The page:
Keith FiskenKeith Fisken is programmes manager at SEStran, South East Scotland Transport Partnership which is a statutory Regional Transport partnership focussing on a varied range of transport projects.
1. How is SEStran involved in blockchain; can you tell us a bit about your (latest) developments?
In phase one of BLING the University of Edinburgh & SEStran have been working on a blockchain pilot, GeoPact. GeoPact is a blockchain-backed location verification system which collects and confirms location data from smart objects with certainty and security. Users and organisations can then leverage this data through ‘smart contracts’ – self-executing computer protocols that run on a blockchain. Smart contracts are enabled by blockchains, as blockchain systems now include a programming language that can be used to create smart contracts. These smart contracts are agreements between two or more parties that can be automatically enacted by the blockchain’s programming when a set of pre-agreed conditions are met - such as to transfer money, or to open a lock. GeoPact is both a proof of concept – illustrating how to link virtual and physical systems – and a real-world demonstration tool, which participants use to help them understand the potential of this technology and which helps make these virtual systems ‘real’.
We developed GeoPact as a platform to allow researchers and designers to work with people to help them understand and design location based smart contracts. Location based smart contracts - computer code on a blockchain that allows the correct location of smart objects to trigger useful actions - provide a mechanism to exemplify the use of these new technologies in regular, everyday situations.
2. Which blockchain topics do you find the most interesting or promising?
Designing for change in transport and logistics infrastructures is one of the most interesting but also challenging topics. With more people than ever on the move, and the impact of growing volumes of home deliveries on urban logistics, this is an area that urgently needs design innovation. Through trusted distributed structures and cryptographic data processing, distributed ledger technologies such as blockchain present opportunities to develop new systems and services locally and on a smaller scale.
The pilot tested the potential of Smart contracts to provide a secure, programmatic method to enable people, objects and spaces to interact without the need for trusted third parties. Using a fusion of location-based Internet of Things and blockchain technology to verify and secure location data, the GeoPact pilots explored how people, organisations and existing services could collaborate in developing new services that use location data as part of their transactions.
3. What is the most valuable lesson you have learned so far by working together with international partners in this European project?
Working together is key! The public sector has a legitimate interest in the freight and logistics sector due to its key role in maintaining the efficiency of the economy and creating and supporting employment. However, this interest is not just because of the benefits, but also because of the net externalities that are generated by road freight movements in the form of road traffic congestion, carbon emissions that contribute to global warming and emissions of pollutants that reduce air quality and harm human health.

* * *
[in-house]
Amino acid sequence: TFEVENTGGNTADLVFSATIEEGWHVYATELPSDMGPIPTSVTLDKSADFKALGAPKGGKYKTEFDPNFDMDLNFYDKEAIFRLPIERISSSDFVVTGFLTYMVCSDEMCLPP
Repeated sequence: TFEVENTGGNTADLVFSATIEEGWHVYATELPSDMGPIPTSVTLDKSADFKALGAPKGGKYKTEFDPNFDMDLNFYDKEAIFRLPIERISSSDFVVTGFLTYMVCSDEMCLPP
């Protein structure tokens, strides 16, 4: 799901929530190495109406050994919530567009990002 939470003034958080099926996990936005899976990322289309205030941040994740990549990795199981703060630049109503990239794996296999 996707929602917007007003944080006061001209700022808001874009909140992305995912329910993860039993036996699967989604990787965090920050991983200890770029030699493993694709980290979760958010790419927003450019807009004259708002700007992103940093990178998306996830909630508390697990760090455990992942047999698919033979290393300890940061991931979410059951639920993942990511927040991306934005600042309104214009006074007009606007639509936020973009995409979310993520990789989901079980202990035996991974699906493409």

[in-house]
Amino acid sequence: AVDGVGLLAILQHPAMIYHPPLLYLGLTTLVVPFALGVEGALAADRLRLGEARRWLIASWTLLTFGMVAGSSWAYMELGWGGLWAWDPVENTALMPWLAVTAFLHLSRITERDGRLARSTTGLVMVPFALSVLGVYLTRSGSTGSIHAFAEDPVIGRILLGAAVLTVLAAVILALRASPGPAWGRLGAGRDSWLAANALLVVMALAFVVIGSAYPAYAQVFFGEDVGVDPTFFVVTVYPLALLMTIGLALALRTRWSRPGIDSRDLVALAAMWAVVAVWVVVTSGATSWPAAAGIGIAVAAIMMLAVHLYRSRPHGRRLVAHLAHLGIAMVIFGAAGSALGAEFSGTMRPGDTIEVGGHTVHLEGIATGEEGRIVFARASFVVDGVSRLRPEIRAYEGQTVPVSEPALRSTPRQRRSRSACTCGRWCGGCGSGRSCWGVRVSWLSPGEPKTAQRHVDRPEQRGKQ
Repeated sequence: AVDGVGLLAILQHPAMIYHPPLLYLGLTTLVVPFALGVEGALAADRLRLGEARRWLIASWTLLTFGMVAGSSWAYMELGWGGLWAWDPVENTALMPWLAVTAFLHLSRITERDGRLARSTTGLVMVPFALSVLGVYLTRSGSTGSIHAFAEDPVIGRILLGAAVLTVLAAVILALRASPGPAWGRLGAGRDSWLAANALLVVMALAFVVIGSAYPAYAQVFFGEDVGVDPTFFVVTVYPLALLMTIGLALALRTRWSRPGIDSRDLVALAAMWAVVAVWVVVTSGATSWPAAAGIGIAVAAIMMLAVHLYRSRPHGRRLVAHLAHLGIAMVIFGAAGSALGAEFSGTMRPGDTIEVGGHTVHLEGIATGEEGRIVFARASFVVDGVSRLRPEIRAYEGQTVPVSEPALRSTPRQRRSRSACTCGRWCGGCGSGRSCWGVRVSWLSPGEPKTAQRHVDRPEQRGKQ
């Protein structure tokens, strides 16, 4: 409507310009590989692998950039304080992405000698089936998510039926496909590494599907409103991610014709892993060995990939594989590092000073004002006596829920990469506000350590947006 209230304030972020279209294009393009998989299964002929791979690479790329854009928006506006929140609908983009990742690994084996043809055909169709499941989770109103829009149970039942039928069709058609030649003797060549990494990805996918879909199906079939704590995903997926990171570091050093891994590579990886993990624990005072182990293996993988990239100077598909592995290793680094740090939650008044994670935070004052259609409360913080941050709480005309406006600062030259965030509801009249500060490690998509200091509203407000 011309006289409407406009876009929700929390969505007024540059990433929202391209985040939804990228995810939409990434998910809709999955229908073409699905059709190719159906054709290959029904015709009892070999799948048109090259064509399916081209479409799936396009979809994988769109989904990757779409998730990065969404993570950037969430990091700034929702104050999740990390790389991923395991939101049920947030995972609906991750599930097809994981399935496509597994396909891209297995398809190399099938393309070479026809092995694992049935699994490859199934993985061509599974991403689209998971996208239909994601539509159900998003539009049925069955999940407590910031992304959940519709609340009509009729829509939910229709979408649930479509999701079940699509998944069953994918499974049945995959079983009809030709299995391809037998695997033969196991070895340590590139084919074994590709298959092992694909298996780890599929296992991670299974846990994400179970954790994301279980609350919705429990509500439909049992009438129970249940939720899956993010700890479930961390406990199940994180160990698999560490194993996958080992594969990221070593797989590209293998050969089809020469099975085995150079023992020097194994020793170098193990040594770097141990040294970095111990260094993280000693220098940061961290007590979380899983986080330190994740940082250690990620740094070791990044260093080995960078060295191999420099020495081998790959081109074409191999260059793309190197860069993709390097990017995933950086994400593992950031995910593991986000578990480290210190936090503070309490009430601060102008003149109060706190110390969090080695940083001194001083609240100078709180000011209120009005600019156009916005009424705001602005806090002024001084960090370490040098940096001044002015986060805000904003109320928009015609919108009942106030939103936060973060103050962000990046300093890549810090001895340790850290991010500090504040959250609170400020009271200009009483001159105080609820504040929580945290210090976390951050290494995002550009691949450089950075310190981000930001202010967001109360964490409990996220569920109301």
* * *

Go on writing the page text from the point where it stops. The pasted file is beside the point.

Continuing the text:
As energy is increasingly generated from renewable sources and industrial activity becomes less carbon intensive, the increasing importance of the transport sector as a high emissions contributor to the climate moves further up the list of issues to be addressed by governments. As a result, policy makers are increasingly required to take an interest in freight transport and explore interventions that reduce negative impacts and promote the use of more sustainable modes.
As well as addressing the climate challenge, a key objective of transport policy makers like SEStran focuses on improving transport access and connectivity for citizens whilst at the same time (ideally) delivering economic growth and business efficiency. This is especially true in the freight sector and key to this, is developing a greater understanding of business productivity. Freight policies should focus on delivering opportunities that will allow increases in businesses efficiency whilst reducing the negative externalities of freight to the wider community. This is especially important in an urban environment where addressing congestion and environmental concerns together with the general improvements of public spaces are an increasing important imperative for decision makers at all levels of government.
Arguably, the relatively ad hoc poorly thought out and implemented measures often used by governments do not improve the efficiency of the urban freight network. They often have the opposite effect, adversely impacting freight deliveries and collections through increased costs (time and money), therefore reducing business efficiency. In order to tackle these kind of problems, we need an European approach and European projects such as the BLING project to combine efforts and exchange experiences. In that way, we can take a far more proactive approach to urban freight issue. SEStran see the potential for technologies like Blockchain in development of innovative solutions to these sorts of problems. We need to work together to make this happen.